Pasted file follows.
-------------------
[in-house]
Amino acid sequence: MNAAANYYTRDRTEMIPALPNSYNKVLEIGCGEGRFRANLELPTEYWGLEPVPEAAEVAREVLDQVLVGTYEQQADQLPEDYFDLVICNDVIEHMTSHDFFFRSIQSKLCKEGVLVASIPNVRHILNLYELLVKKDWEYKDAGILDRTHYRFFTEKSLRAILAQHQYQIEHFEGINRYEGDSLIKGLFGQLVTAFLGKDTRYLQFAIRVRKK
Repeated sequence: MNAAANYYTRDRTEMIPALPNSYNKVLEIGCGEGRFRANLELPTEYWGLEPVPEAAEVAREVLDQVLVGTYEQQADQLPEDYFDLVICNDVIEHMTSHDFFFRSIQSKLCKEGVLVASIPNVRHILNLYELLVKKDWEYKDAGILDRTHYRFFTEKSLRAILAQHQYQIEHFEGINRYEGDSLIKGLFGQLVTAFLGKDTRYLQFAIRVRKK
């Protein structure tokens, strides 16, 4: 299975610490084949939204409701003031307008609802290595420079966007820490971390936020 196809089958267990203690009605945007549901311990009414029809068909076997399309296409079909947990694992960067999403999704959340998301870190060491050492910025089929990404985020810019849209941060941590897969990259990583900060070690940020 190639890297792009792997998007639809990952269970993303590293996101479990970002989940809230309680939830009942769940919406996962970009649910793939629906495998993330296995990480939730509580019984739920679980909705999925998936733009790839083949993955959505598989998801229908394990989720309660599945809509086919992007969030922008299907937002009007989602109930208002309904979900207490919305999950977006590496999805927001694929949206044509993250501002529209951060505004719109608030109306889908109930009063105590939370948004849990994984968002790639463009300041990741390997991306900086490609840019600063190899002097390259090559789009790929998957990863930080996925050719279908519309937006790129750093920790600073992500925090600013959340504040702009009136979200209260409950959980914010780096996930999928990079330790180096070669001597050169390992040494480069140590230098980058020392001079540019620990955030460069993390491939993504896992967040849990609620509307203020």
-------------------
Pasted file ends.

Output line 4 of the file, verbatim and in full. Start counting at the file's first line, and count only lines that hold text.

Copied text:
């Protein structure tokens, strides 16, 4: 299975610490084949939204409701003031307008609802290595420079966007820490971390936020 196809089958267990203690009605945007549901311990009414029809068909076997399309296409079909947990694992960067999403999704959340998301870190060491050492910025089929990404985020810019849209941060941590897969990259990583900060070690940020 190639890297792009792997998007639809990952269970993303590293996101479990970002989940809230309680939830009942769940919406996962970009649910793939629906495998993330296995990480939730509580019984739920679980909705999925998936733009790839083949993955959505598989998801229908394990989720309660599945809509086919992007969030922008299907937002009007989602109930208002309904979900207490919305999950977006590496999805927001694929949206044509993250501002529209951060505004719109608030109306889908109930009063105590939370948004849990994984968002790639463009300041990741390997991306900086490609840019600063190899002097390259090559789009790929998957990863930080996925050719279908519309937006790129750093920790600073992500925090600013959340504040702009009136979200209260409950959980914010780096996930999928990079330790180096070669001597050169390992040494480069140590230098980058020392001079540019620990955030460069993390491939993504896992967040849990609620509307203020």